Relying on Manuel Poletti’s IRCAM for help in synthesizing the voices of the splendidly named l’ArmÈe des Douze Sages – a slightly shadowy, predominantly male chorus whose only information is given in their Christian names – it is undeniably difficult to distinguish between what is real and what is not. There may be advantages to having a libretto in Latin – even if that language itself is rooted in a collapsed past rather than a new future. The astonishing clarity and precision of the phrasing seems to have been heightened by synthesis, certainly more so than one would experience in either a live performance or a normal studio recording, but I think this is what you would expect of electronic interventionism. What is also particularly noticeable are the spatial dimensions but are these any different from music composed in this form in the late 1950s by Stockhausen, or by Musique concrËte which can trace its origins even further back to the 1920s and 1930s and to Pierre Schaeffer in the 1940s? It’s entirely probable that what AI in music is isn’t a paradigm shift but an inevitable modification of the past.
The music of this requiem – and it is played by a classical orchestra, even if it is acoustically processed – is both occidental and oriental. Although there is some spectral, even ethereal writing, I’m not sure AI always does this well; or, perhaps Requiem pour les temps futur is simply meant to sound as tense and dramatic through its seventy minutes as it does. That collapsed past, of music which sounds so archaeologically distant, seems almost cinematic at the opening of the ‘Introitus’ – the Latin ‘requiem’ an eerie mirror to the Arabic intonations of the collapsed past you hear in the excavation scene from The Exorcist. Western harps and strings and traditional Hindustani and eastern instruments unite two cultures throughout the work, geometrically laid out on a musical axis that embraces the classical and the artificial.
Is it spiritual? Essentially not, but there are many requiems which are not. AI by definition is synthetic, and we have robotic choristers, three soloists (a soprano, tenor and baritone) but that doesn’t mean this performance is tone deaf or drained of colour. Much is implied in the orchestration and there is a rotating balance in the choral writing either in l’ArmËe des douze sages between genders, despite the mystery of the chorus, or elsewhere. There are parts of this work that have huge power – the close of the ‘Dies Irae’ with its shattering climax, the close of the ‘Libera me’ or the organ opening of the ‘Confutatis’. But a work that looks forward cannot ignore the history of the past so echoes of Verdi and Berlioz vibrate like seismic waves through this requiem just as you’ll hear idiomatic pressure points of French music that has been a cornerstone of IRCAM’s past.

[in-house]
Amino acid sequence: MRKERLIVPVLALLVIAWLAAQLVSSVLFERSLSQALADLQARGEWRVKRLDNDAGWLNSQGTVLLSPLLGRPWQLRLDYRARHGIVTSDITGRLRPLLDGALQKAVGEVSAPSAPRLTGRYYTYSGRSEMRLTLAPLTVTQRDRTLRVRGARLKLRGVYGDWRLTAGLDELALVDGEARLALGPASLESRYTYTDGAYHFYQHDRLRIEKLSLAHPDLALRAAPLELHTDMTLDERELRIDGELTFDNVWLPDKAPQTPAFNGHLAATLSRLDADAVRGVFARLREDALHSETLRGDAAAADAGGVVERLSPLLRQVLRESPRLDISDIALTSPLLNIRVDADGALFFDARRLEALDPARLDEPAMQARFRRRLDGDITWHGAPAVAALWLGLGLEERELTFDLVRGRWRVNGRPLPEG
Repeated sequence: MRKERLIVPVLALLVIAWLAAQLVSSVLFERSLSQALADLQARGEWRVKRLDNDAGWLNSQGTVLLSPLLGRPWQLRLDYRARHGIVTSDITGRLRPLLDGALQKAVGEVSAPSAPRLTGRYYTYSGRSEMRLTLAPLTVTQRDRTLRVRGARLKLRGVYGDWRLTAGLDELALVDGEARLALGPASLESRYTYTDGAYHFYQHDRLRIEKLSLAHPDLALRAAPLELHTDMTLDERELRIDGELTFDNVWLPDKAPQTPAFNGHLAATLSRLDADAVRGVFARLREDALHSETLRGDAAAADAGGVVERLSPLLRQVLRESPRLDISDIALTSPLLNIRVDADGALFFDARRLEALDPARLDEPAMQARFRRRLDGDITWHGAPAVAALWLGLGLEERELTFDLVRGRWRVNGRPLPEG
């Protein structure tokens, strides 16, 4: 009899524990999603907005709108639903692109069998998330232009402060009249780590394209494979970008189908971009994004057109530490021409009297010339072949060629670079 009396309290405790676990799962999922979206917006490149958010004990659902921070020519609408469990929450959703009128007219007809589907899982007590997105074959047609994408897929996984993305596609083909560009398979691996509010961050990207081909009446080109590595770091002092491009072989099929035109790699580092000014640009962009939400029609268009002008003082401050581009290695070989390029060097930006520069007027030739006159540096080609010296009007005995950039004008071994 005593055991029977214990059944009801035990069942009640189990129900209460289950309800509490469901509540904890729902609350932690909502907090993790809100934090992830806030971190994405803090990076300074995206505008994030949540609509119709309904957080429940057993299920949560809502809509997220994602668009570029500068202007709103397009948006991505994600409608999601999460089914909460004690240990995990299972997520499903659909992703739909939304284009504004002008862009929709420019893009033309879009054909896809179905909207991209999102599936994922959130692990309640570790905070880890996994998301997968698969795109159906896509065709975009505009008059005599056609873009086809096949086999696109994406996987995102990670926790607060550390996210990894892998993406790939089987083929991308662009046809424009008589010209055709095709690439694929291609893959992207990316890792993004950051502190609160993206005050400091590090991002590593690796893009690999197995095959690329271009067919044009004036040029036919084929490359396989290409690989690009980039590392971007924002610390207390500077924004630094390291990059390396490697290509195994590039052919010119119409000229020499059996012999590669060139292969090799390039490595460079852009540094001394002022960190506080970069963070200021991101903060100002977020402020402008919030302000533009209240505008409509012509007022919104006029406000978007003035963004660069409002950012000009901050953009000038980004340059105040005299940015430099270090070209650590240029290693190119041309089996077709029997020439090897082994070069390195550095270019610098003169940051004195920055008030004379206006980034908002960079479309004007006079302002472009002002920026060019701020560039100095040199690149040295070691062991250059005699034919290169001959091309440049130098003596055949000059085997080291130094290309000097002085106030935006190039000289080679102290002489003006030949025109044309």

Requiem pour les temps futur looks forward, if it also looks backwards, to one musical art form. Both Sutter and Chirol and l’ArmËes des douze sages from their writings on the work possibly over-romanticise and overstate the musical shift in the work. Indeed, what may even have been the original concept behind its creation – a requiem that talks about the finitude of existence and collapsology in a thermo-industrial society while answering questions about death – may now be more relevant to a society on the brink of collapse through a pandemic. The irony of the pandemic is that it might escalate AI which is probably not quite what Requiem pour les temps futur envisioned.
This is unquestionably a genre-bending work, an experiment in re-invented classical sonority, that is perhaps uncomfortably closer to the present than the future it looks towards.
Author:Marc Bridle